The Scale of Awfulness is a psychological tool designed to help you reassess your perception of a situation in terms of its ‘awfulness.’
The idea is that placing a particular event or challenge on a scale from 1 to 100 will enable you to modify and control your instinctive response, reducing levels of stress and anxiety.
The scale is derived from the work of Albert Ellis, founder of Rational Emotive Behaviour Therapy (REBT).
It works like this. Think of a scale of 0-100.
Decide what would be 100 on the scale for you – the worst, most ‘awful’ situation you could imagine.
Whenever you are faced with a challenging situation, you can quickly assess its awfulness by giving it a score, bearing in mind what is 100 for you.
Clients, coachees and delegates on our coaching courses have taken the scale of awfulness to their hearts and into their lives. Many have found it an invaluable tool to enable them to re-frame and re-calibrate the severity of a situation, control their emotional response and reduce stress levels.
It seems to work a treat if you are stuck in traffic, experiencing road rage, your laptop crashes, you are going to be late for a meeting or if the children won’t eat their broccoli.
But is it appropriate and does it work for major life events and challenges, such as the current global pandemic?
I tried it myself when I experienced a sudden and wholly unexpected family bereavement. I was grief-stricken and cast around for anything which might help me. I tried using the Scale of Awfulness. I felt this was the worst thing that had ever happened to me so immediately gave my current situation a score of 100.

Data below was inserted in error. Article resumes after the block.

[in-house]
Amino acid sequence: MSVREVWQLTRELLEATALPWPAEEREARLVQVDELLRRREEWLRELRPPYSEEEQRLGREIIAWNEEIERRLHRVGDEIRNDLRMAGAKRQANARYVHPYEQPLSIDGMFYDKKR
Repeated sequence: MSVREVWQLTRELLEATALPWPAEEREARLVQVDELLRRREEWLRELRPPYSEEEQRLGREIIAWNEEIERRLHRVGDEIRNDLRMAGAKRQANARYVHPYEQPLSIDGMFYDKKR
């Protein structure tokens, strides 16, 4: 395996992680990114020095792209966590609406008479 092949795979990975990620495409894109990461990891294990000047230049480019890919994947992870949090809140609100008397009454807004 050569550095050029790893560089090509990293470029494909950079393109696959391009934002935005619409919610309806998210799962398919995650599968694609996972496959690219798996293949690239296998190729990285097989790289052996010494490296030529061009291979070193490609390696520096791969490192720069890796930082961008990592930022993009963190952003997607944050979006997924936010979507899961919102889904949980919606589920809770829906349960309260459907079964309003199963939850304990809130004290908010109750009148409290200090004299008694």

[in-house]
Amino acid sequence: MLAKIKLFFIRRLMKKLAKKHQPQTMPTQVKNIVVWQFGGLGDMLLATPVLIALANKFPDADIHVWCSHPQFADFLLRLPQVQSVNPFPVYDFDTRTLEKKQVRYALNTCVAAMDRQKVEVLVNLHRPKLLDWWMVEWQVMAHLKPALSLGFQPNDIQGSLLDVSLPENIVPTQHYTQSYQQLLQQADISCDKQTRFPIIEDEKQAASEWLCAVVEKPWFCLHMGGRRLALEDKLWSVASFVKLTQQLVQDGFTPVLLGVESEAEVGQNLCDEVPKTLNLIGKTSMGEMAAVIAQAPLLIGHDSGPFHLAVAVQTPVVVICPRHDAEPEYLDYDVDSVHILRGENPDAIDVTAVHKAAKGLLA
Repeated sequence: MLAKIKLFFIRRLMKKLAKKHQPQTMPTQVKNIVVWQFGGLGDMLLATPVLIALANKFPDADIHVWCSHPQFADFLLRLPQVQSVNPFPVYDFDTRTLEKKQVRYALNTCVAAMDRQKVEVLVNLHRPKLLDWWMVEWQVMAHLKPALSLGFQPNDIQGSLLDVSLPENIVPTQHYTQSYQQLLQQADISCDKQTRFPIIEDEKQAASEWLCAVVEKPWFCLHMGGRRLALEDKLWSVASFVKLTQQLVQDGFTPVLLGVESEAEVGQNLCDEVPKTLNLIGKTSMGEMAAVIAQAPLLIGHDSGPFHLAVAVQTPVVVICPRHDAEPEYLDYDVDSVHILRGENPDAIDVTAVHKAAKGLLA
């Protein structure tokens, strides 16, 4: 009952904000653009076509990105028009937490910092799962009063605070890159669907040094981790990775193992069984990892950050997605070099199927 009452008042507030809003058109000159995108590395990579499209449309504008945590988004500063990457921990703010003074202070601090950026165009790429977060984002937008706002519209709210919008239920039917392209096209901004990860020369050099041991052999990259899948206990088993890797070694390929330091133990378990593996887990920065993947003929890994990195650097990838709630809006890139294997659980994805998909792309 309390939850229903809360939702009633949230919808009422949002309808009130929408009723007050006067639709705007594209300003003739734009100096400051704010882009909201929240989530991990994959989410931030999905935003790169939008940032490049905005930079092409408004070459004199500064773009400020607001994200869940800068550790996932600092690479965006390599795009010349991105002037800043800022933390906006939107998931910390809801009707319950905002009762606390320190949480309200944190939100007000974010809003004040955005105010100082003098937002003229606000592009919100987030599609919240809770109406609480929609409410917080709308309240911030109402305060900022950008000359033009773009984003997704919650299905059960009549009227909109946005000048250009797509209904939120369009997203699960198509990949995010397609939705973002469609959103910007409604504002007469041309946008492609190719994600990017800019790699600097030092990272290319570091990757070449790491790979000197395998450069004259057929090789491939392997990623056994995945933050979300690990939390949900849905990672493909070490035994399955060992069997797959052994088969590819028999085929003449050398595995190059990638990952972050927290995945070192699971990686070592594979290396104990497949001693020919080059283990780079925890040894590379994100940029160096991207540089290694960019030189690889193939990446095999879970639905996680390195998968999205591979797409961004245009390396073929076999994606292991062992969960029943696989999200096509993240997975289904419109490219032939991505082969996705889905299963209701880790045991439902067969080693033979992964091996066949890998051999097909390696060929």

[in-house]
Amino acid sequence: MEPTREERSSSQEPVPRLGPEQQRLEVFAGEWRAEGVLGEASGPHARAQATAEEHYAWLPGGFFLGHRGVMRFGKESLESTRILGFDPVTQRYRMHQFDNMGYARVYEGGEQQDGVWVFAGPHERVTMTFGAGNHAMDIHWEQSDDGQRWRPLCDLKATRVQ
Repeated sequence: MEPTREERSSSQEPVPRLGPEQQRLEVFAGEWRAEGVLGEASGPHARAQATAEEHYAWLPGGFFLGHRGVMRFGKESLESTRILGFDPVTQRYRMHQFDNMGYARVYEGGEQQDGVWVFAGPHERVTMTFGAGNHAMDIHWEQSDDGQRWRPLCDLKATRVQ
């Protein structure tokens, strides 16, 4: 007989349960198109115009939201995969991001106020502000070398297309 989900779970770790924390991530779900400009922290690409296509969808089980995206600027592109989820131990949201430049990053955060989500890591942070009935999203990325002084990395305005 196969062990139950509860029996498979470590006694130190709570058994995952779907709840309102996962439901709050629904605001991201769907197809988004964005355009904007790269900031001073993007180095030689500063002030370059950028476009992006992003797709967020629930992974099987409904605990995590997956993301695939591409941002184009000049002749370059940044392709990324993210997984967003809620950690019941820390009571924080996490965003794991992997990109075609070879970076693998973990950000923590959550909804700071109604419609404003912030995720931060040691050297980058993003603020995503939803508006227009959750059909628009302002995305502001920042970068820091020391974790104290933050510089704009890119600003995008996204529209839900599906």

“Great,” I thought “Where do I go from here, then?” My sense of despair just deepened. I tried to revisit my score in the days that followed. I managed to persuade myself that perhaps, objectively, it wasn’t actually 100 and that perhaps even worse things could happen. But that was pretty frightening and was complicated because I felt guilty as I really didn’t want to minimize my loss in any way.
At around the same time, someone sent me an article on ‘post-traumatic growth’. I threw it in the bin. I was angry and could not contemplate the idea that some good might come from this painful loss.
I reflected then, and am reflecting again now, on the fine line which needs to be trodden between trying to re-frame, to find positives and silver linings, and the need truly to acknowledge and “sit with” all the conflicting emotions which are brought about by an ending or a sudden change in our circumstances.
So what can we do for others in times of crisis and loss or in extreme situations?
Here are my thoughts:
- The most useful response we can offer is “I can’t begin to imagine what this must be like for you” …. followed closely by listening. And listening. And listening.
- There are no rules and no hierarchies in loss or fear or uncertainty. We each feel what we feel.
- It is ok (and normal) to feel powerful, conflicting emotions. It can be helpful to express them and to be heard and understood.
- Kindness, compassion, kinship and support are precious and powerful resources in times of loss and uncertainty.
- It’s not our place or our job to re-frame, rescue or offer Pollyanna statements.
- By invitation only, in time, we may gently encourage enquiry about whether there are any aspects of the situation they can control. With care, we may offer techniques such as the Scale of Awfulness to reassess perspective.
“Have patience with everything that remains unsolved in your heart. ...live in the question.” Rainer Maria Rilke